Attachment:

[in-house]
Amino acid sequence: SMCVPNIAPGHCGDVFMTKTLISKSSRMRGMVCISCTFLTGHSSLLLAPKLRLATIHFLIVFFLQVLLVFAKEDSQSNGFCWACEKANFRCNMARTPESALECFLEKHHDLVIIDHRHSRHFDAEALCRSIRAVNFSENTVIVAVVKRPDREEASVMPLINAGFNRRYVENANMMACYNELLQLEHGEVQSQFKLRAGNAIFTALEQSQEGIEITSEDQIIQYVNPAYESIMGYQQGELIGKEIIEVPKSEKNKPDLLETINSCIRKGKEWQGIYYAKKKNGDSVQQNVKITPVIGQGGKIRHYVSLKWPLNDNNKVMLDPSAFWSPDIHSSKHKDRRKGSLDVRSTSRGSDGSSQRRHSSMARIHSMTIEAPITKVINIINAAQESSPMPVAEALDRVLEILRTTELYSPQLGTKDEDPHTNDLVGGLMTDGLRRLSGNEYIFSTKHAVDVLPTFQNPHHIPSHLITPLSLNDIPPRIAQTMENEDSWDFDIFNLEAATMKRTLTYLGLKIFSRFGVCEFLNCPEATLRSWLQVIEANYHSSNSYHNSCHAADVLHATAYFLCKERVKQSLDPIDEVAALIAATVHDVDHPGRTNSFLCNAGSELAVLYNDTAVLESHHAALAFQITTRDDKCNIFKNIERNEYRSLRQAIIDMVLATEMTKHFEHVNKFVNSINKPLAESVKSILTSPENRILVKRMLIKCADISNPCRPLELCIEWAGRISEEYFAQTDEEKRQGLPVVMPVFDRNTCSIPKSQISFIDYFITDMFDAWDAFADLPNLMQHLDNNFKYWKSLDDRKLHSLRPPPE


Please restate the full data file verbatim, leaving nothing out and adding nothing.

[in-house]
Amino acid sequence: SMCVPNIAPGHCGDVFMTKTLISKSSRMRGMVCISCTFLTGHSSLLLAPKLRLATIHFLIVFFLQVLLVFAKEDSQSNGFCWACEKANFRCNMARTPESALECFLEKHHDLVIIDHRHSRHFDAEALCRSIRAVNFSENTVIVAVVKRPDREEASVMPLINAGFNRRYVENANMMACYNELLQLEHGEVQSQFKLRAGNAIFTALEQSQEGIEITSEDQIIQYVNPAYESIMGYQQGELIGKEIIEVPKSEKNKPDLLETINSCIRKGKEWQGIYYAKKKNGDSVQQNVKITPVIGQGGKIRHYVSLKWPLNDNNKVMLDPSAFWSPDIHSSKHKDRRKGSLDVRSTSRGSDGSSQRRHSSMARIHSMTIEAPITKVINIINAAQESSPMPVAEALDRVLEILRTTELYSPQLGTKDEDPHTNDLVGGLMTDGLRRLSGNEYIFSTKHAVDVLPTFQNPHHIPSHLITPLSLNDIPPRIAQTMENEDSWDFDIFNLEAATMKRTLTYLGLKIFSRFGVCEFLNCPEATLRSWLQVIEANYHSSNSYHNSCHAADVLHATAYFLCKERVKQSLDPIDEVAALIAATVHDVDHPGRTNSFLCNAGSELAVLYNDTAVLESHHAALAFQITTRDDKCNIFKNIERNEYRSLRQAIIDMVLATEMTKHFEHVNKFVNSINKPLAESVKSILTSPENRILVKRMLIKCADISNPCRPLELCIEWAGRISEEYFAQTDEEKRQGLPVVMPVFDRNTCSIPKSQISFIDYFITDMFDAWDAFADLPNLMQHLDNNFKYWKSLDDRKLHSLRPPPE